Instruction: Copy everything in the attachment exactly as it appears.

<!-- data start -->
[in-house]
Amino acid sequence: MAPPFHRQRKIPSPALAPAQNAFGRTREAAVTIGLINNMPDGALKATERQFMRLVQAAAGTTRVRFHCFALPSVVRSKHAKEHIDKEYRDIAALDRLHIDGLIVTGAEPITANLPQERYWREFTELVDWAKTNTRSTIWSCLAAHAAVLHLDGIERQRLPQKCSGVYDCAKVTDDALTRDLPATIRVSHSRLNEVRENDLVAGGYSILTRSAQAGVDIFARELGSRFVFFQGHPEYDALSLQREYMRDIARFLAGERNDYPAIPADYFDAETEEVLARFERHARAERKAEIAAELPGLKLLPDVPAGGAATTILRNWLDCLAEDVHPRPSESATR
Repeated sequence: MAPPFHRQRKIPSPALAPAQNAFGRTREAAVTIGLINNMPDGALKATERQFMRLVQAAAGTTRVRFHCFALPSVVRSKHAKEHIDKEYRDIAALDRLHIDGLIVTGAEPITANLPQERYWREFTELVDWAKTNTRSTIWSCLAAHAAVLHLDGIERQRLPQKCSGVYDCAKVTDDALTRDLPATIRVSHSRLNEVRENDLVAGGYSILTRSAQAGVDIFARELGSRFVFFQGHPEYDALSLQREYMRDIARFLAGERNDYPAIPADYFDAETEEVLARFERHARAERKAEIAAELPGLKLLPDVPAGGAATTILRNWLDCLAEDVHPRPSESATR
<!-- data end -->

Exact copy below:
[in-house]
Amino acid sequence: MAPPFHRQRKIPSPALAPAQNAFGRTREAAVTIGLINNMPDGALKATERQFMRLVQAAAGTTRVRFHCFALPSVVRSKHAKEHIDKEYRDIAALDRLHIDGLIVTGAEPITANLPQERYWREFTELVDWAKTNTRSTIWSCLAAHAAVLHLDGIERQRLPQKCSGVYDCAKVTDDALTRDLPATIRVSHSRLNEVRENDLVAGGYSILTRSAQAGVDIFARELGSRFVFFQGHPEYDALSLQREYMRDIARFLAGERNDYPAIPADYFDAETEEVLARFERHARAERKAEIAAELPGLKLLPDVPAGGAATTILRNWLDCLAEDVHPRPSESATR
Repeated sequence: MAPPFHRQRKIPSPALAPAQNAFGRTREAAVTIGLINNMPDGALKATERQFMRLVQAAAGTTRVRFHCFALPSVVRSKHAKEHIDKEYRDIAALDRLHIDGLIVTGAEPITANLPQERYWREFTELVDWAKTNTRSTIWSCLAAHAAVLHLDGIERQRLPQKCSGVYDCAKVTDDALTRDLPATIRVSHSRLNEVRENDLVAGGYSILTRSAQAGVDIFARELGSRFVFFQGHPEYDALSLQREYMRDIARFLAGERNDYPAIPADYFDAETEEVLARFERHARAERKAEIAAELPGLKLLPDVPAGGAATTILRNWLDCLAEDVHPRPSESATR